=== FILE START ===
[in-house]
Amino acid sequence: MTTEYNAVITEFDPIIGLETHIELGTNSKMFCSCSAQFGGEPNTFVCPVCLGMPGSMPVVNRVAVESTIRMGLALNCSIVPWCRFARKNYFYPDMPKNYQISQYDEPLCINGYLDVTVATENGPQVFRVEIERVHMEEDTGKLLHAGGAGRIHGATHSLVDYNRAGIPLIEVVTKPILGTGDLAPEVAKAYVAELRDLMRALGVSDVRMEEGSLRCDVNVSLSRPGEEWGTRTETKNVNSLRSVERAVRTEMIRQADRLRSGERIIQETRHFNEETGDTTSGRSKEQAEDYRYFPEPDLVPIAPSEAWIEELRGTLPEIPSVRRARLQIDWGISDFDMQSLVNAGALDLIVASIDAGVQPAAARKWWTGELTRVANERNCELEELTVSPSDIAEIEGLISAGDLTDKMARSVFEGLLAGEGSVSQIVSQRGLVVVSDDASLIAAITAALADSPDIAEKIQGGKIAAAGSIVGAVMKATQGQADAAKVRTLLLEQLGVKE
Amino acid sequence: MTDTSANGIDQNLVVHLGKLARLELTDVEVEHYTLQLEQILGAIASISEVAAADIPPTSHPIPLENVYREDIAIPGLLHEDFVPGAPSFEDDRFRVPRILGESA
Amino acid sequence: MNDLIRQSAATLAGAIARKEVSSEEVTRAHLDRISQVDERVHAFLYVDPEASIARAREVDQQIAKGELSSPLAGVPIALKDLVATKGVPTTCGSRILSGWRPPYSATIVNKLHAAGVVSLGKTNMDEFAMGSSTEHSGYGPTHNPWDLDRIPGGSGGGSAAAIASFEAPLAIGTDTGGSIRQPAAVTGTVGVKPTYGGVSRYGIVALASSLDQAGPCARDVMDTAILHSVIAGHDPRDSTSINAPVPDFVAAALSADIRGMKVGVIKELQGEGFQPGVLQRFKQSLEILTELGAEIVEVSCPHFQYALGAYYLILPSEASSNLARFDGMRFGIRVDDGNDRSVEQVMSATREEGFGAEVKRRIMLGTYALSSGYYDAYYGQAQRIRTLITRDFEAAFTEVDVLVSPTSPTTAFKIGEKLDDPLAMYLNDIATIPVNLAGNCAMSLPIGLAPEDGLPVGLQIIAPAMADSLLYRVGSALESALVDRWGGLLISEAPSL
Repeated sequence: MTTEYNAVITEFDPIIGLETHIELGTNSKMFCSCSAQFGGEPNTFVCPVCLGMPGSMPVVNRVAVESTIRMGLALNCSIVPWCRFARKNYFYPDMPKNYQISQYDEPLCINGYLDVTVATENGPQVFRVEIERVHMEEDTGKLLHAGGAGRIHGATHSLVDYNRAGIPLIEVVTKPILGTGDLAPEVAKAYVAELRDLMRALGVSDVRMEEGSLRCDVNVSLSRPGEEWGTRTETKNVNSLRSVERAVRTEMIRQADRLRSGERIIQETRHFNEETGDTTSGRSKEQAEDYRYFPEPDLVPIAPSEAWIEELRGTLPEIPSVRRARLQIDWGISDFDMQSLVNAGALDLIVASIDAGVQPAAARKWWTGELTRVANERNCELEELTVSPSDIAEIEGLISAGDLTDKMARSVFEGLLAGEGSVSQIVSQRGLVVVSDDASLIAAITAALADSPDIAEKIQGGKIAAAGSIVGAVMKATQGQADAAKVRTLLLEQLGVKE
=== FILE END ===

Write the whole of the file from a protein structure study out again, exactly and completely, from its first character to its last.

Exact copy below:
[in-house]
Amino acid sequence: MTTEYNAVITEFDPIIGLETHIELGTNSKMFCSCSAQFGGEPNTFVCPVCLGMPGSMPVVNRVAVESTIRMGLALNCSIVPWCRFARKNYFYPDMPKNYQISQYDEPLCINGYLDVTVATENGPQVFRVEIERVHMEEDTGKLLHAGGAGRIHGATHSLVDYNRAGIPLIEVVTKPILGTGDLAPEVAKAYVAELRDLMRALGVSDVRMEEGSLRCDVNVSLSRPGEEWGTRTETKNVNSLRSVERAVRTEMIRQADRLRSGERIIQETRHFNEETGDTTSGRSKEQAEDYRYFPEPDLVPIAPSEAWIEELRGTLPEIPSVRRARLQIDWGISDFDMQSLVNAGALDLIVASIDAGVQPAAARKWWTGELTRVANERNCELEELTVSPSDIAEIEGLISAGDLTDKMARSVFEGLLAGEGSVSQIVSQRGLVVVSDDASLIAAITAALADSPDIAEKIQGGKIAAAGSIVGAVMKATQGQADAAKVRTLLLEQLGVKE
Amino acid sequence: MTDTSANGIDQNLVVHLGKLARLELTDVEVEHYTLQLEQILGAIASISEVAAADIPPTSHPIPLENVYREDIAIPGLLHEDFVPGAPSFEDDRFRVPRILGESA
Amino acid sequence: MNDLIRQSAATLAGAIARKEVSSEEVTRAHLDRISQVDERVHAFLYVDPEASIARAREVDQQIAKGELSSPLAGVPIALKDLVATKGVPTTCGSRILSGWRPPYSATIVNKLHAAGVVSLGKTNMDEFAMGSSTEHSGYGPTHNPWDLDRIPGGSGGGSAAAIASFEAPLAIGTDTGGSIRQPAAVTGTVGVKPTYGGVSRYGIVALASSLDQAGPCARDVMDTAILHSVIAGHDPRDSTSINAPVPDFVAAALSADIRGMKVGVIKELQGEGFQPGVLQRFKQSLEILTELGAEIVEVSCPHFQYALGAYYLILPSEASSNLARFDGMRFGIRVDDGNDRSVEQVMSATREEGFGAEVKRRIMLGTYALSSGYYDAYYGQAQRIRTLITRDFEAAFTEVDVLVSPTSPTTAFKIGEKLDDPLAMYLNDIATIPVNLAGNCAMSLPIGLAPEDGLPVGLQIIAPAMADSLLYRVGSALESALVDRWGGLLISEAPSL
Repeated sequence: MTTEYNAVITEFDPIIGLETHIELGTNSKMFCSCSAQFGGEPNTFVCPVCLGMPGSMPVVNRVAVESTIRMGLALNCSIVPWCRFARKNYFYPDMPKNYQISQYDEPLCINGYLDVTVATENGPQVFRVEIERVHMEEDTGKLLHAGGAGRIHGATHSLVDYNRAGIPLIEVVTKPILGTGDLAPEVAKAYVAELRDLMRALGVSDVRMEEGSLRCDVNVSLSRPGEEWGTRTETKNVNSLRSVERAVRTEMIRQADRLRSGERIIQETRHFNEETGDTTSGRSKEQAEDYRYFPEPDLVPIAPSEAWIEELRGTLPEIPSVRRARLQIDWGISDFDMQSLVNAGALDLIVASIDAGVQPAAARKWWTGELTRVANERNCELEELTVSPSDIAEIEGLISAGDLTDKMARSVFEGLLAGEGSVSQIVSQRGLVVVSDDASLIAAITAALADSPDIAEKIQGGKIAAAGSIVGAVMKATQGQADAAKVRTLLLEQLGVKE